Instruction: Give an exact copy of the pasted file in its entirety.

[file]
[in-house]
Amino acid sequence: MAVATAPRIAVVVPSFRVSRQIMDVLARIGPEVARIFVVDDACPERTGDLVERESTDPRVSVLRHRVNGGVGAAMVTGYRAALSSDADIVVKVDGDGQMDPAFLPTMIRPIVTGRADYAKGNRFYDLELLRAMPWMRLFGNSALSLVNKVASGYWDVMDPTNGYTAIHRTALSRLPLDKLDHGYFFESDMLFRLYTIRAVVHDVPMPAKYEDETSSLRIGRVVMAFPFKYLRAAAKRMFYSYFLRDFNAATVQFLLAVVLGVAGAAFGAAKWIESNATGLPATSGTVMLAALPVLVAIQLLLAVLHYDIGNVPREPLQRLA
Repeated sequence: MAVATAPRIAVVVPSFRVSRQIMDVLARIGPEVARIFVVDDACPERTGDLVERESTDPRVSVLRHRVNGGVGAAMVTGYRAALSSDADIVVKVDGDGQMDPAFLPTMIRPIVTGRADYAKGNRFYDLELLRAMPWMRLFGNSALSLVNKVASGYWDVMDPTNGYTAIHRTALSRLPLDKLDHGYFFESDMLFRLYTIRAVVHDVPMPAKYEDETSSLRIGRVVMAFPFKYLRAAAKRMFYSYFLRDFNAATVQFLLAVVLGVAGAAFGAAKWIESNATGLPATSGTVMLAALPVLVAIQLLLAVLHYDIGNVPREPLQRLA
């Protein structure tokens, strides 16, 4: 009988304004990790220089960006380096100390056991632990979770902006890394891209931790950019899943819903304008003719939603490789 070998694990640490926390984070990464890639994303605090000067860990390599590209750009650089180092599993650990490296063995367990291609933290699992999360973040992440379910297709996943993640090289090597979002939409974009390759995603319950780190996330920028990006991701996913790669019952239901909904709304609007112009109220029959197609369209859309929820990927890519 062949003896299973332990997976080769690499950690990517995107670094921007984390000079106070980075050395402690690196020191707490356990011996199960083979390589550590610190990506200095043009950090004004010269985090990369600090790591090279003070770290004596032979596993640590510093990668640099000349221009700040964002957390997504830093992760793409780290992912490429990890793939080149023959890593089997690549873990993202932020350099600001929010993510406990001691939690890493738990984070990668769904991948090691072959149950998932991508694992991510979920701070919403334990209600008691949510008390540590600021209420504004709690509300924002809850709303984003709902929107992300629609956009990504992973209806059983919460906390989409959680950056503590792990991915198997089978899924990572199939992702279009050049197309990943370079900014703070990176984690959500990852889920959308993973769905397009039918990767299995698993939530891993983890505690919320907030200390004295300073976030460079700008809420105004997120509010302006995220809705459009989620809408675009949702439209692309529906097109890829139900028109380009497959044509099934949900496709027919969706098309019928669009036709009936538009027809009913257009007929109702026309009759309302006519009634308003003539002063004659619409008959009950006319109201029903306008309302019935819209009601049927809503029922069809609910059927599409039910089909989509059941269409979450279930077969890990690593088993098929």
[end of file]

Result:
[in-house]
Amino acid sequence: MAVATAPRIAVVVPSFRVSRQIMDVLARIGPEVARIFVVDDACPERTGDLVERESTDPRVSVLRHRVNGGVGAAMVTGYRAALSSDADIVVKVDGDGQMDPAFLPTMIRPIVTGRADYAKGNRFYDLELLRAMPWMRLFGNSALSLVNKVASGYWDVMDPTNGYTAIHRTALSRLPLDKLDHGYFFESDMLFRLYTIRAVVHDVPMPAKYEDETSSLRIGRVVMAFPFKYLRAAAKRMFYSYFLRDFNAATVQFLLAVVLGVAGAAFGAAKWIESNATGLPATSGTVMLAALPVLVAIQLLLAVLHYDIGNVPREPLQRLA
Repeated sequence: MAVATAPRIAVVVPSFRVSRQIMDVLARIGPEVARIFVVDDACPERTGDLVERESTDPRVSVLRHRVNGGVGAAMVTGYRAALSSDADIVVKVDGDGQMDPAFLPTMIRPIVTGRADYAKGNRFYDLELLRAMPWMRLFGNSALSLVNKVASGYWDVMDPTNGYTAIHRTALSRLPLDKLDHGYFFESDMLFRLYTIRAVVHDVPMPAKYEDETSSLRIGRVVMAFPFKYLRAAAKRMFYSYFLRDFNAATVQFLLAVVLGVAGAAFGAAKWIESNATGLPATSGTVMLAALPVLVAIQLLLAVLHYDIGNVPREPLQRLA
């Protein structure tokens, strides 16, 4: 009988304004990790220089960006380096100390056991632990979770902006890394891209931790950019899943819903304008003719939603490789 070998694990640490926390984070990464890639994303605090000067860990390599590209750009650089180092599993650990490296063995367990291609933290699992999360973040992440379910297709996943993640090289090597979002939409974009390759995603319950780190996330920028990006991701996913790669019952239901909904709304609007112009109220029959197609369209859309929820990927890519 062949003896299973332990997976080769690499950690990517995107670094921007984390000079106070980075050395402690690196020191707490356990011996199960083979390589550590610190990506200095043009950090004004010269985090990369600090790591090279003070770290004596032979596993640590510093990668640099000349221009700040964002957390997504830093992760793409780290992912490429990890793939080149023959890593089997690549873990993202932020350099600001929010993510406990001691939690890493738990984070990668769904991948090691072959149950998932991508694992991510979920701070919403334990209600008691949510008390540590600021209420504004709690509300924002809850709303984003709902929107992300629609956009990504992973209806059983919460906390989409959680950056503590792990991915198997089978899924990572199939992702279009050049197309990943370079900014703070990176984690959500990852889920959308993973769905397009039918990767299995698993939530891993983890505690919320907030200390004295300073976030460079700008809420105004997120509010302006995220809705459009989620809408675009949702439209692309529906097109890829139900028109380009497959044509099934949900496709027919969706098309019928669009036709009936538009027809009913257009007929109702026309009759309302006519009634308003003539002063004659619409008959009950006319109201029903306008309302019935819209009601049927809503029922069809609910059927599409039910089909989509059941269409979450279930077969890990690593088993098929």